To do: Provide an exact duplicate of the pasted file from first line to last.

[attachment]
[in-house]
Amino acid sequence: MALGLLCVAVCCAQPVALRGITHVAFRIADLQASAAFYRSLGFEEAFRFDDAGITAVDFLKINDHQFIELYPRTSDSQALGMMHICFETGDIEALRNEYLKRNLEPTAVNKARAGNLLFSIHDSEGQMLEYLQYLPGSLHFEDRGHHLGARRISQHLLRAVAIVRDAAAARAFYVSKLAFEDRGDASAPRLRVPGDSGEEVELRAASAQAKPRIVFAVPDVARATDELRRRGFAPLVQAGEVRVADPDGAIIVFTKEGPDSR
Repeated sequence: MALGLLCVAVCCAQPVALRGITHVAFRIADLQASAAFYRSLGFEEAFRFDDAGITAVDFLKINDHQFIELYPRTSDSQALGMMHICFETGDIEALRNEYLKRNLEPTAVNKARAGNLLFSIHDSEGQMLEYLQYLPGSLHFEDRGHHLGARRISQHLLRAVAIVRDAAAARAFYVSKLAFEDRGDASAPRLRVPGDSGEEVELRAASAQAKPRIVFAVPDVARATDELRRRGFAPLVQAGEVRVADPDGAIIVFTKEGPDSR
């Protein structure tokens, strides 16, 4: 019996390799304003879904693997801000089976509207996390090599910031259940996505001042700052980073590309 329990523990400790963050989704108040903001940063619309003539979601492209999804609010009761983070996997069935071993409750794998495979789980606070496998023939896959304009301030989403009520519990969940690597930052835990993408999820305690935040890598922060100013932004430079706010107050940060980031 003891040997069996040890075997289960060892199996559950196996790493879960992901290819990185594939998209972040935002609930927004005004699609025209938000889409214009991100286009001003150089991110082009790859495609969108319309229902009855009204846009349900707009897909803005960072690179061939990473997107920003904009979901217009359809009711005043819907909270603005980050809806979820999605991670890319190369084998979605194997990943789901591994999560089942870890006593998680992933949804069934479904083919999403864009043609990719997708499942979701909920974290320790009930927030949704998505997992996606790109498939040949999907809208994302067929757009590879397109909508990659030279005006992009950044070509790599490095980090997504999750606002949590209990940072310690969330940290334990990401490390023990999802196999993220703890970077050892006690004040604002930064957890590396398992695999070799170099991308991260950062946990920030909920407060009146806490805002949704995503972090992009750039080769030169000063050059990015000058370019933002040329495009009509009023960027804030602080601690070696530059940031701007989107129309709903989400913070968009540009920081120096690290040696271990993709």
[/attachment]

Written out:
[in-house]
Amino acid sequence: MALGLLCVAVCCAQPVALRGITHVAFRIADLQASAAFYRSLGFEEAFRFDDAGITAVDFLKINDHQFIELYPRTSDSQALGMMHICFETGDIEALRNEYLKRNLEPTAVNKARAGNLLFSIHDSEGQMLEYLQYLPGSLHFEDRGHHLGARRISQHLLRAVAIVRDAAAARAFYVSKLAFEDRGDASAPRLRVPGDSGEEVELRAASAQAKPRIVFAVPDVARATDELRRRGFAPLVQAGEVRVADPDGAIIVFTKEGPDSR
Repeated sequence: MALGLLCVAVCCAQPVALRGITHVAFRIADLQASAAFYRSLGFEEAFRFDDAGITAVDFLKINDHQFIELYPRTSDSQALGMMHICFETGDIEALRNEYLKRNLEPTAVNKARAGNLLFSIHDSEGQMLEYLQYLPGSLHFEDRGHHLGARRISQHLLRAVAIVRDAAAARAFYVSKLAFEDRGDASAPRLRVPGDSGEEVELRAASAQAKPRIVFAVPDVARATDELRRRGFAPLVQAGEVRVADPDGAIIVFTKEGPDSR
């Protein structure tokens, strides 16, 4: 019996390799304003879904693997801000089976509207996390090599910031259940996505001042700052980073590309 329990523990400790963050989704108040903001940063619309003539979601492209999804609010009761983070996997069935071993409750794998495979789980606070496998023939896959304009301030989403009520519990969940690597930052835990993408999820305690935040890598922060100013932004430079706010107050940060980031 003891040997069996040890075997289960060892199996559950196996790493879960992901290819990185594939998209972040935002609930927004005004699609025209938000889409214009991100286009001003150089991110082009790859495609969108319309229902009855009204846009349900707009897909803005960072690179061939990473997107920003904009979901217009359809009711005043819907909270603005980050809806979820999605991670890319190369084998979605194997990943789901591994999560089942870890006593998680992933949804069934479904083919999403864009043609990719997708499942979701909920974290320790009930927030949704998505997992996606790109498939040949999907809208994302067929757009590879397109909508990659030279005006992009950044070509790599490095980090997504999750606002949590209990940072310690969330940290334990990401490390023990999802196999993220703890970077050892006690004040604002930064957890590396398992695999070799170099991308991260950062946990920030909920407060009146806490805002949704995503972090992009750039080769030169000063050059990015000058370019933002040329495009009509009023960027804030602080601690070696530059940031701007989107129309709903989400913070968009540009920081120096690290040696271990993709």